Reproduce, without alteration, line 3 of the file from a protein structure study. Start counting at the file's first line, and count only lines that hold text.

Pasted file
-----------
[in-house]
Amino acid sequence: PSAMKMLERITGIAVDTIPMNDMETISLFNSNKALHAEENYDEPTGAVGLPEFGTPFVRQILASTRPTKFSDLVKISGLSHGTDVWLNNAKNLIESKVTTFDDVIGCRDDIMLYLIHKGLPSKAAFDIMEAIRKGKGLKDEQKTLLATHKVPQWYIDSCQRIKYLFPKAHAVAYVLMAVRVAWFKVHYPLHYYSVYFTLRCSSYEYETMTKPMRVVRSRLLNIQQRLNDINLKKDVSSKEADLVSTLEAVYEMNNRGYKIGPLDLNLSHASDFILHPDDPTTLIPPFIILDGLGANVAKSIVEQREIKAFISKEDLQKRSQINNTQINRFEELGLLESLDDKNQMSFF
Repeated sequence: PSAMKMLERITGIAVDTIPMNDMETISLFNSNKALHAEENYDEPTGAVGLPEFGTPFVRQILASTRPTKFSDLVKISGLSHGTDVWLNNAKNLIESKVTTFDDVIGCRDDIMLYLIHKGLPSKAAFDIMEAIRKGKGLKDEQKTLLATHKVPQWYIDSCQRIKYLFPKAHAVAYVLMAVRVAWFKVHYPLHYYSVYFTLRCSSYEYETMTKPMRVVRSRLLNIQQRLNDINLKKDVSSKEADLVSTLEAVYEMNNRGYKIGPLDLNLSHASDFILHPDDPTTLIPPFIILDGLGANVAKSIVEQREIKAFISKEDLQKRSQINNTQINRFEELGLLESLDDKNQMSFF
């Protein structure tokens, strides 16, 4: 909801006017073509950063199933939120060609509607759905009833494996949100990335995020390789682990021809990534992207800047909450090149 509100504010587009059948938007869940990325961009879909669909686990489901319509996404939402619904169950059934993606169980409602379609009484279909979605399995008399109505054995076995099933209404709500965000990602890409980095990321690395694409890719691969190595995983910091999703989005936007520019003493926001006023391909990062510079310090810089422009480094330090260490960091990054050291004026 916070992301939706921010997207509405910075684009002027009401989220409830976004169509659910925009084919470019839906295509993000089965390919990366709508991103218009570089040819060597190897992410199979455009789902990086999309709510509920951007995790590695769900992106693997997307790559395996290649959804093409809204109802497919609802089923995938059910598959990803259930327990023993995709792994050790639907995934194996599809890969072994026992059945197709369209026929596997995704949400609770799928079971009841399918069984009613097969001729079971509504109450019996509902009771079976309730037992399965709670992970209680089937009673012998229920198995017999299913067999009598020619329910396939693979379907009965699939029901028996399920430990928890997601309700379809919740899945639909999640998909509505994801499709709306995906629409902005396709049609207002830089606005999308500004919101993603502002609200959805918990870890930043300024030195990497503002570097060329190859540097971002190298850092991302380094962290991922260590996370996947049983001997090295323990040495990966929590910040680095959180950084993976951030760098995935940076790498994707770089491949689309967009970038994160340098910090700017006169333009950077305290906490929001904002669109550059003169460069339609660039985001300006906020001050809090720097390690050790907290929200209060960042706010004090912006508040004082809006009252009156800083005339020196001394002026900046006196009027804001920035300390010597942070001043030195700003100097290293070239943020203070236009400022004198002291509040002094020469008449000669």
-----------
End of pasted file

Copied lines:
Repeated sequence: PSAMKMLERITGIAVDTIPMNDMETISLFNSNKALHAEENYDEPTGAVGLPEFGTPFVRQILASTRPTKFSDLVKISGLSHGTDVWLNNAKNLIESKVTTFDDVIGCRDDIMLYLIHKGLPSKAAFDIMEAIRKGKGLKDEQKTLLATHKVPQWYIDSCQRIKYLFPKAHAVAYVLMAVRVAWFKVHYPLHYYSVYFTLRCSSYEYETMTKPMRVVRSRLLNIQQRLNDINLKKDVSSKEADLVSTLEAVYEMNNRGYKIGPLDLNLSHASDFILHPDDPTTLIPPFIILDGLGANVAKSIVEQREIKAFISKEDLQKRSQINNTQINRFEELGLLESLDDKNQMSFF